“Nothing is more permanent than temporary.”
The Greek proverb, scribbled into my European travel journal some eight years ago, whispers forth from those well-thumbed pages whenever I find a new space to call home. Whether I’m on a week-long vacation somewhere or finishing 12 months of working holiday, the sentence challenges me to stay put in my current surroundings.
Now especially, as I look back on 30 years, I wonder if continual backpacking has become my own ‘normal’ – and I wonder if the most daring adventure might not be bungy jumping or climbing Everest, but simply pausing here for a while. Or maybe, as Expat Village points out, this is one of several lies we tell ourselves before moving abroad.
As you contemplate the time and place for settling down in another country, ask yourself these questions. Though I can’t give you any right answer, I can share the advice of other travelers and writers.
1. How do you define ‘settling down’?
Don’t just accept conventional ideas of nuclear families and fences with white pickets. And don’t give into commitment issues, either. Take a deep breath and calmly consider the phrase. What type of employment terms does it include? (A retirement package or just a paycheck?) What about accommodation? And who could you share it with?
Keep in mind that no two definitions are the same; so what meaning do you give to this very un-settling word?
“Settling is not a destination, rather a vacation rental staring at an endless sea that dares you to cross its waves.”
― Shannon L. Alder
2. Where do you go when you daydream about the future?
It’s a figurative query that requires a fast-paced imagination. When you think of yourself in six months or four years, what do you envision? What coveted characteristics and experiences does Older You possess? Maybe you never see yourself as a mother, but daydream about a Labrador puppy. Maybe you hope to receive a Masters degree someday, or finally motorcycle around Vietnam. Your subconscious is putting an image to your desires here, so pay attention!
“A cell is just a room if you don’t lock the door.”
― Haruki Murakami, Dance Dance Dance
3. What’s the worst thing that could happen if you settle down?
For a second time, let your imagination lose and come up with the very most horrific, terrible, life-shattering event that could happen if you settle down. Is it having a baby? Putting that first foot on the corporate ladder? Getting too involved in a personal relationship? Stretch to the farthest extreme and mark the spot with a giant warning sign.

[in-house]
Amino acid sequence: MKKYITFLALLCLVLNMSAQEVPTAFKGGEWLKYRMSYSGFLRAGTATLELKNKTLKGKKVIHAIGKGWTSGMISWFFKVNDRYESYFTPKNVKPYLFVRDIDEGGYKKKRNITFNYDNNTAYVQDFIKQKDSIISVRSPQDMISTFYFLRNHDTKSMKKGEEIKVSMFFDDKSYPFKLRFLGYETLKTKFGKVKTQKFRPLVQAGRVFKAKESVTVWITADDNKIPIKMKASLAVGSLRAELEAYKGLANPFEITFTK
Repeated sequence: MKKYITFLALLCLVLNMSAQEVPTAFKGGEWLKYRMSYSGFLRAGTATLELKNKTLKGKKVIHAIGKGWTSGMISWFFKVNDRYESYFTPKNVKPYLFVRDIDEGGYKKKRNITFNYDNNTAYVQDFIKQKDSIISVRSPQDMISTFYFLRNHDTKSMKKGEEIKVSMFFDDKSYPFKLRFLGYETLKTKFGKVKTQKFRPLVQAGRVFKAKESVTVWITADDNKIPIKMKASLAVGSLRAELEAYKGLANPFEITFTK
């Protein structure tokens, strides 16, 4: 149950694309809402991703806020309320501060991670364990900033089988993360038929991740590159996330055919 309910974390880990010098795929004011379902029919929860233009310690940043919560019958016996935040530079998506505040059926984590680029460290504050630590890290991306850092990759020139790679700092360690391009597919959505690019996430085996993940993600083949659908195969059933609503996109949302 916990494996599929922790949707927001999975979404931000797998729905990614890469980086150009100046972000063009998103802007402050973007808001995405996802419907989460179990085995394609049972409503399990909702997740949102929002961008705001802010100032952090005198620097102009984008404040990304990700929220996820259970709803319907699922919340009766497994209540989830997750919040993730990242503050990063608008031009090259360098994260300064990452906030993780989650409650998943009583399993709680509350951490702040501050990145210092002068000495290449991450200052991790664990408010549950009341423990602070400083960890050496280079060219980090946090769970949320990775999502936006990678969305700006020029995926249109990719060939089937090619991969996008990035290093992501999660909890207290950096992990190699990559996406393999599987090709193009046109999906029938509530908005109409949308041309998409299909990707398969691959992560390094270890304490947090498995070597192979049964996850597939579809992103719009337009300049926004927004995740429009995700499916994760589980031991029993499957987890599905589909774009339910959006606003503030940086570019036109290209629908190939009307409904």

I felt I was drawing close to that age, that place in life, where you realize one day what you’d told yourself was a Zen detachment turns out to be naked fear.
– Roland Merullo, A Little Love Story
4. What are you afraid of?
Now, examine that extreme. Wild fears typically run amok simply because they’re too implausible to be tamed. What minor, more rational worries lurk between your current place and this crazy worst thing? A newborn baby may represent a desire to keep traveling, while a fear of starting in the job field may have something to do with a lack of confidence in your own skills. Chances are ‘the worst thing’ won’t happen – so, do you think you could handle the things that come before it?
And that fear I’d felt, the disembodying confusion, seemed to be a drug I was now addicted to . . . Perhaps I was suffering from the same problem as the man who’d sailed around the world and now on land, facing his farmhouse, his wife and kids, understood that the constancy of home stretching out before him like a dry flat field was infinitely more terrifying than any violent squall with thirty-foot swells.
― Marisha Pessl, Night Film
5. Where are you happiest?
While your definition of ‘settling down’ may not include a specific place, most of us do associate our warmest moments with a physical location. Think back to any past moments where you remember feeling entirely natural and at home. Who are you with? Where were you? (Your parent’s house or a tropical island?) And what were you doing? (Dancing in park or sharing a meal?)
Line up these golden memories of places that felt perfect. How lucky would you be if you could return to the best of these by ‘settling down’ in the same, or a similar, environment?
Let’s not grow with our roots in the ground.
― Criss Jami, Venus in Arms
6. What do you want?
Now you’ve created a dictionary entry for the term ‘settling down’; you’ve reflected on what you’re afraid of and why; you’ve studied the things that would make you most happy if you must put down roots somewhere. Finally, ask yourself what you want. Literally and simply. To stay here or keep going? And don’t you dare let anyone else decide for you, because then you’ll be ‘settling’ in all the wrong ways.
If you don’t know what you want, you’ll never find it.
If you don’t know what you deserve, you’ll always settle for less.
You will wander aimlessly, uncomfortably numb in your comfort zone, wondering how life has ended up here.
Life starts now, live, love, laugh and let your light shine!
― Rob Liano
How did you decide to settle down in another country? What advice can you share?